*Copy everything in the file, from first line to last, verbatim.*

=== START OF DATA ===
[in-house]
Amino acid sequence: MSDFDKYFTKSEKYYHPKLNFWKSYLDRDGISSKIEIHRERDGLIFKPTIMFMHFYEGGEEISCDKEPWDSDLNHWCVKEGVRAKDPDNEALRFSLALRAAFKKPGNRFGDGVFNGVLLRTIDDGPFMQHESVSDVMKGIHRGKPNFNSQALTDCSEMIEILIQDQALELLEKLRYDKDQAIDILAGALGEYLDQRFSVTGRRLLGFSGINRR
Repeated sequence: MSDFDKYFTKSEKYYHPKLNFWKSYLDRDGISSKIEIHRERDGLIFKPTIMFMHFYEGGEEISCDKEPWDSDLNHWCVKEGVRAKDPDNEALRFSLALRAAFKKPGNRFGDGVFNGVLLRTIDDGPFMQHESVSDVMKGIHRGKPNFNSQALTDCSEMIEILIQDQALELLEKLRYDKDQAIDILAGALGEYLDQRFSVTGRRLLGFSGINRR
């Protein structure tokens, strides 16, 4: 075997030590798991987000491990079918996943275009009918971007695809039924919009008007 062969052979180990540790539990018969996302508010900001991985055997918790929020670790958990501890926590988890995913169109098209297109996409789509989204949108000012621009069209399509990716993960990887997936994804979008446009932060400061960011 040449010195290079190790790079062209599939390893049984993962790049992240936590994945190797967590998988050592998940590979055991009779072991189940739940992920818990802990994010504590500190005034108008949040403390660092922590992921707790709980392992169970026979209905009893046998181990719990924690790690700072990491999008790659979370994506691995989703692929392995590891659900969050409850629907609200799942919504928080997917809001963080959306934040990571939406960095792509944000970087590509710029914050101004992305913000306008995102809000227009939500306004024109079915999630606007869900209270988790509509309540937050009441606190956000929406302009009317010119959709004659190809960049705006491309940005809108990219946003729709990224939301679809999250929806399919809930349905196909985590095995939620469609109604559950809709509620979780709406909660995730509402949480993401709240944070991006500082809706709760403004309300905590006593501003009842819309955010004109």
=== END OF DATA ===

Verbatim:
[in-house]
Amino acid sequence: MSDFDKYFTKSEKYYHPKLNFWKSYLDRDGISSKIEIHRERDGLIFKPTIMFMHFYEGGEEISCDKEPWDSDLNHWCVKEGVRAKDPDNEALRFSLALRAAFKKPGNRFGDGVFNGVLLRTIDDGPFMQHESVSDVMKGIHRGKPNFNSQALTDCSEMIEILIQDQALELLEKLRYDKDQAIDILAGALGEYLDQRFSVTGRRLLGFSGINRR
Repeated sequence: MSDFDKYFTKSEKYYHPKLNFWKSYLDRDGISSKIEIHRERDGLIFKPTIMFMHFYEGGEEISCDKEPWDSDLNHWCVKEGVRAKDPDNEALRFSLALRAAFKKPGNRFGDGVFNGVLLRTIDDGPFMQHESVSDVMKGIHRGKPNFNSQALTDCSEMIEILIQDQALELLEKLRYDKDQAIDILAGALGEYLDQRFSVTGRRLLGFSGINRR
């Protein structure tokens, strides 16, 4: 075997030590798991987000491990079918996943275009009918971007695809039924919009008007 062969052979180990540790539990018969996302508010900001991985055997918790929020670790958990501890926590988890995913169109098209297109996409789509989204949108000012621009069209399509990716993960990887997936994804979008446009932060400061960011 040449010195290079190790790079062209599939390893049984993962790049992240936590994945190797967590998988050592998940590979055991009779072991189940739940992920818990802990994010504590500190005034108008949040403390660092922590992921707790709980392992169970026979209905009893046998181990719990924690790690700072990491999008790659979370994506691995989703692929392995590891659900969050409850629907609200799942919504928080997917809001963080959306934040990571939406960095792509944000970087590509710029914050101004992305913000306008995102809000227009939500306004024109079915999630606007869900209270988790509509309540937050009441606190956000929406302009009317010119959709004659190809960049705006491309940005809108990219946003729709990224939301679809999250929806399919809930349905196909985590095995939620469609109604559950809709509620979780709406909660995730509402949480993401709240944070991006500082809706709760403004309300905590006593501003009842819309955010004109």